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Ripples in a rising tide: Why some EU regions receive more structural funds than others

Keywords: cohesion policy , structural funds , fiscal federalism , multilevel governance , lobbying , political economy , methodological issues , political science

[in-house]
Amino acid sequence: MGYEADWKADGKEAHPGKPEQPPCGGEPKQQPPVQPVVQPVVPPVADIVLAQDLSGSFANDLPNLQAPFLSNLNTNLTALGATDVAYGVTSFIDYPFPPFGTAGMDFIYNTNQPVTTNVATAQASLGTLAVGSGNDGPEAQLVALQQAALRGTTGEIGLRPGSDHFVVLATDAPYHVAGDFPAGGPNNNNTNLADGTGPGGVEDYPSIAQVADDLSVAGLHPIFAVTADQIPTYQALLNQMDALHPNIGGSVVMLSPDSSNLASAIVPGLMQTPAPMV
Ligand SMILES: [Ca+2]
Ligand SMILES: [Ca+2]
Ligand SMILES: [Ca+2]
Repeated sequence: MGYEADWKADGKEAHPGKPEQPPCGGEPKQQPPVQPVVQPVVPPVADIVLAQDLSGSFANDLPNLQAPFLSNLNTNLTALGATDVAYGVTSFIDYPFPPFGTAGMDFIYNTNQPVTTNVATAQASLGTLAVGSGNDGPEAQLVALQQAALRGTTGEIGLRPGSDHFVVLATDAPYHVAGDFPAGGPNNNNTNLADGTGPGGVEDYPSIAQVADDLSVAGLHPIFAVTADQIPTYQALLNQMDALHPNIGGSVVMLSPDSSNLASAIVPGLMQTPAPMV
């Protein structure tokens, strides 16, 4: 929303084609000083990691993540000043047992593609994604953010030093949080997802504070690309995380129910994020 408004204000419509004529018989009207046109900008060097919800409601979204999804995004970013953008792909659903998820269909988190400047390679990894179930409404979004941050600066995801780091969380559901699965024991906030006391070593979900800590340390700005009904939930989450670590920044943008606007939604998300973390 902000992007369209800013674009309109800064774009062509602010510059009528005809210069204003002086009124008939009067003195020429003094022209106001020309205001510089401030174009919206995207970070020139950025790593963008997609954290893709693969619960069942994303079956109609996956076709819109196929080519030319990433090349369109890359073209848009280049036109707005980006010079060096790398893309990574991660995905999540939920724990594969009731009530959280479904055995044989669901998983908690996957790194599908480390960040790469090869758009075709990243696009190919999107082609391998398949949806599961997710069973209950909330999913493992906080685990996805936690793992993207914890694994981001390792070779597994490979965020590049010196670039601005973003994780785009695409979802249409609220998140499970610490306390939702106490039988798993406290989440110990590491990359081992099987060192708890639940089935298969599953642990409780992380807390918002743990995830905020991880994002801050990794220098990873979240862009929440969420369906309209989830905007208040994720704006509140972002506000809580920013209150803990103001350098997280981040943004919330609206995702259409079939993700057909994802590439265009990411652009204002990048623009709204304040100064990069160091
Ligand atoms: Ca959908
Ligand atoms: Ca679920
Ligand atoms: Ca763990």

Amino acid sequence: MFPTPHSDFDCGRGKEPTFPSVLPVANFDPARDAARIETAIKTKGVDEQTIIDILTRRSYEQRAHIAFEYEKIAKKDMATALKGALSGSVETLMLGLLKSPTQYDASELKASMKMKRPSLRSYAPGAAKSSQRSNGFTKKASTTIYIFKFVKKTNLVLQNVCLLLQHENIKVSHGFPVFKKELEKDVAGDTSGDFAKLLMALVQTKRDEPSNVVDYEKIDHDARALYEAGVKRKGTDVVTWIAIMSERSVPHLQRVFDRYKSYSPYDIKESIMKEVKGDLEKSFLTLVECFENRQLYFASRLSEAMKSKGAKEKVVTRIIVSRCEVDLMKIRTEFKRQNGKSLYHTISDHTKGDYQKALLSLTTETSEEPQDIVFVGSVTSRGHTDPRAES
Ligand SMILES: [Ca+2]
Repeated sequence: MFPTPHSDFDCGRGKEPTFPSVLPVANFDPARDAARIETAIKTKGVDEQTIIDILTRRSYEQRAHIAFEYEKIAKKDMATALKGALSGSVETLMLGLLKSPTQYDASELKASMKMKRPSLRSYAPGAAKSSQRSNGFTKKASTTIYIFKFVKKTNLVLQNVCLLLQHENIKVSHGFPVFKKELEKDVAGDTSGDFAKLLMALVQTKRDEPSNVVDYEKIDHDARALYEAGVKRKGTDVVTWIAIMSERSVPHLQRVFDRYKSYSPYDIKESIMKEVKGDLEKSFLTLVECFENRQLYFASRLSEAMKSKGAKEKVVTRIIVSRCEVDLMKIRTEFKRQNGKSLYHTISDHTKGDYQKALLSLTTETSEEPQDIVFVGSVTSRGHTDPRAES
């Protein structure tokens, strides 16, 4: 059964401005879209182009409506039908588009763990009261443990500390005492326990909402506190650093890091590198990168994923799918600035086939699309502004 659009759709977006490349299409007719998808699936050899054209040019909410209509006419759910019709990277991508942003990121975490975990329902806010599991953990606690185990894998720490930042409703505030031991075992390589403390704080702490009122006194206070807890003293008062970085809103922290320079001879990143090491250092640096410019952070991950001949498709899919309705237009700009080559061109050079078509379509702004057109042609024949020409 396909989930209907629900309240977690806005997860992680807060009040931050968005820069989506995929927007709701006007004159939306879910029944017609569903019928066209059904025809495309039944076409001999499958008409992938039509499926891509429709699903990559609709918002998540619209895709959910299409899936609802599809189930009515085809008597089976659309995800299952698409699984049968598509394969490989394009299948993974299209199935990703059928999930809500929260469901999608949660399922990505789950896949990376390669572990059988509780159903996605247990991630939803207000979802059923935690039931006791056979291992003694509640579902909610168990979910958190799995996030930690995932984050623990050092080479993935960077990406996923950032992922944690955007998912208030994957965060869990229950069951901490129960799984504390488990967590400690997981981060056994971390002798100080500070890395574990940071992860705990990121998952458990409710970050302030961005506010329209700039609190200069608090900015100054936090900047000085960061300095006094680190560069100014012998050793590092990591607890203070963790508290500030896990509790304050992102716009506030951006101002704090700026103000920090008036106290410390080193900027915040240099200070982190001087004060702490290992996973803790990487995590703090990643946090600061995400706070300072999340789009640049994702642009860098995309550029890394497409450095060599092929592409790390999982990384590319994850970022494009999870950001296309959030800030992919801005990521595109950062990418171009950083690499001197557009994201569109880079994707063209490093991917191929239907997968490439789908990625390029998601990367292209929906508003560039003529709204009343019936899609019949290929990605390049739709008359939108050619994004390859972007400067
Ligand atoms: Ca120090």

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We investigate the distribution of European Union (EU) Structural Funds across EU regions. We draw from literature on the political economy of national intergovernmental grants and on the two-tiered bargaining process in the EU. Bargaining on the distribution of Structural Funds takes place on the level between regions and their respective national governments, but is influenced by bargaining that occurs on the intergovernmental level. We test our claims with a data set containing the distribution of Objective-1 and Objective-2 funds across EU regions, as well as economic, institutional and electoral variables. Adjusting for selection bias, we find that the official allocation criteria are not sufficient determinants for explaining the distribution of regional transfers. For Objective-2 they even bear the opposite sign. As for the political variable 'federalist regions' we find that Objective-1 regions receive significantly more funds, whereas 'stronger electoral competition' significantly increases funding of Objective-2 regions.


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